A new study of web advertising and traffic shows that the Times needs only 1.1 billion more monthly page views -- or approximately six times its current web traffic -- to make enough money to afford a web-only product.
That's extremely discouraging news for all those print naysayers who keep arguing that future of journalism lies on the web.
The study, conducted by Laura Fine, the research director of ContentNext.org, was released this morning and reported in Ad Age. Fine estimates that with 1.3 billion monthly page views, the Times could earn $300 million a quarter in ad revenues, roughly equal to what the print edition delivers -- meaning that would be enough to keep the Times in business without printing the newspaper.
"Based on our research," Fine wrote, "the conversation [with advertisers] gets interesting at 200 million page views plus a month, but much more so around 800 million." In October, the Times had 173 million page views -- significant in the print media world, but nothing by contrast to high-traffic, ad-supported websites like Yahoo.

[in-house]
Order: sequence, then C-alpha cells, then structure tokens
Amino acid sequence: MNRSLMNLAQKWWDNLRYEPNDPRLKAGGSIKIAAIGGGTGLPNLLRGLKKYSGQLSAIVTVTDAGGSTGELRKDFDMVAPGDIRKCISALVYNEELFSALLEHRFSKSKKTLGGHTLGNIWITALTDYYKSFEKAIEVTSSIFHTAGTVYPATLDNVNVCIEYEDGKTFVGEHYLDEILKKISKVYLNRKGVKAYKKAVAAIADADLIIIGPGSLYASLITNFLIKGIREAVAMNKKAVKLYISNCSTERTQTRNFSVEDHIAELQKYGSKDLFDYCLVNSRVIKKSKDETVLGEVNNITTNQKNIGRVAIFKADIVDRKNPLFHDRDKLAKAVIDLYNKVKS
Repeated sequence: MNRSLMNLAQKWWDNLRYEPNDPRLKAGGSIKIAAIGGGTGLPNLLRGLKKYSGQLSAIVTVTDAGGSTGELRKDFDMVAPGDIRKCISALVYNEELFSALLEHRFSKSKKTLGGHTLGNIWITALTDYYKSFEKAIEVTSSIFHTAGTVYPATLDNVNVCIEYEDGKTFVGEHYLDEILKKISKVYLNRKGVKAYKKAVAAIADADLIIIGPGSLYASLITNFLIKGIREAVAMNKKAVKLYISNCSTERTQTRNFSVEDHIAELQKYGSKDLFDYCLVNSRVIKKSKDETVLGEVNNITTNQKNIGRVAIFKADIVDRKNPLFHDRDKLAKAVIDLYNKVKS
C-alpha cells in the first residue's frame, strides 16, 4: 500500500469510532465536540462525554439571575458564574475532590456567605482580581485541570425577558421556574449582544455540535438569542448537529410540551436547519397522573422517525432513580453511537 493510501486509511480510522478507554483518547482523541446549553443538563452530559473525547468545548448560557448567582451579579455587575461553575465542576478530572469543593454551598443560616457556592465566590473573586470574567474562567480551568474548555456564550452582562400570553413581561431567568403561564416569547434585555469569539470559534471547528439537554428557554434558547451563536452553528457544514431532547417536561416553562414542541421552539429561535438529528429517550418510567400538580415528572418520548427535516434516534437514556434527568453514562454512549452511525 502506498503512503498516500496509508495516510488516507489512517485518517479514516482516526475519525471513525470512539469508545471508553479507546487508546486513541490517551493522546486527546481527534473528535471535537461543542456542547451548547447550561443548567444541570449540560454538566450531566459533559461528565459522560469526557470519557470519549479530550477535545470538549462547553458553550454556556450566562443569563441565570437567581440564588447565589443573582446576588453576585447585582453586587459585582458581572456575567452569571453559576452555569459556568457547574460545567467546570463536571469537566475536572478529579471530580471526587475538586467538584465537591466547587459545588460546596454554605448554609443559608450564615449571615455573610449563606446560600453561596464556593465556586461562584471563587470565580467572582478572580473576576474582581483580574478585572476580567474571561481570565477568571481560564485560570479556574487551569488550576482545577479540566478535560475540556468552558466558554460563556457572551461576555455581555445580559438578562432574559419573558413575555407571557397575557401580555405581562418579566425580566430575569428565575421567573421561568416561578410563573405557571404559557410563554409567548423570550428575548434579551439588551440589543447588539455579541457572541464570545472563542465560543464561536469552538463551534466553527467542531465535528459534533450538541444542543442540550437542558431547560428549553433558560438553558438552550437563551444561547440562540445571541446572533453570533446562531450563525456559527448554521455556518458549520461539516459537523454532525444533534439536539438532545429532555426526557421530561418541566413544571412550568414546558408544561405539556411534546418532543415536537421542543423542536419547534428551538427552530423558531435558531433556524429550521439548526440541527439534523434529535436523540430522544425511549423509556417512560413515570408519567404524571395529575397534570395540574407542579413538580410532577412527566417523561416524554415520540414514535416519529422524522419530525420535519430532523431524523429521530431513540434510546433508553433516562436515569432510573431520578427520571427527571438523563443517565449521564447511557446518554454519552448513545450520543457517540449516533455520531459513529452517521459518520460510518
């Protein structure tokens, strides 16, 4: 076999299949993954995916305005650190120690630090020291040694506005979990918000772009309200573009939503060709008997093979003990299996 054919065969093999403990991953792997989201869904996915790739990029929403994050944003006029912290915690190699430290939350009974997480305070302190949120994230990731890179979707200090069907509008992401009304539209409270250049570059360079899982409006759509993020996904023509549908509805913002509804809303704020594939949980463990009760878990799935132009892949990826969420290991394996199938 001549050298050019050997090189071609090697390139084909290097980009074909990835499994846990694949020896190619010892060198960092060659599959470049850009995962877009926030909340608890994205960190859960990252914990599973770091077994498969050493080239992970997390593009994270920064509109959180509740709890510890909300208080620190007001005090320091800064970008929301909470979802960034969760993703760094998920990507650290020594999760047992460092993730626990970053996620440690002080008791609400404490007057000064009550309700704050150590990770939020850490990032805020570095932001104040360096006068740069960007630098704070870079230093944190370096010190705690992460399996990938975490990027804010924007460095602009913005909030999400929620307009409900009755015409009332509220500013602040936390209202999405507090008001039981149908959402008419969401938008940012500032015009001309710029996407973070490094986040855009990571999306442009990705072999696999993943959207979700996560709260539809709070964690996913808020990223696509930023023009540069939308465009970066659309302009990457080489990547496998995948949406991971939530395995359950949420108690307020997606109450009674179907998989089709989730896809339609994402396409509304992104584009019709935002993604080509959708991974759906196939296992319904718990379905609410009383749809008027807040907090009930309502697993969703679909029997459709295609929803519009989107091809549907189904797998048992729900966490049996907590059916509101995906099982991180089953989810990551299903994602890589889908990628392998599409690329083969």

The real news in Fine's study, then, lies in her unexpressed truth -- that even with the Times's heavy web traffic, the Internet just can't yet generate enough profit to become self-sustaining. She argues that smaller websites with low overhead -- such as Drudge Report -- can better afford to function as a web-only business than the Times, which devotes hundreds of millions of dollars to its editorial product.
Maybe the reason the major media news/gossip websites haven't yet posted the news of Fine's study is that they're too busy gathering names of the latest laid-off journalists and reporting new rumors of magazine closings. But in a way, it's worse news -- because unless the Times starts offering either some sort of web search or mail service along with its news content like Yahoo or AOL, its website will never be profitable enough to survive without a money-draining newsprint property attached.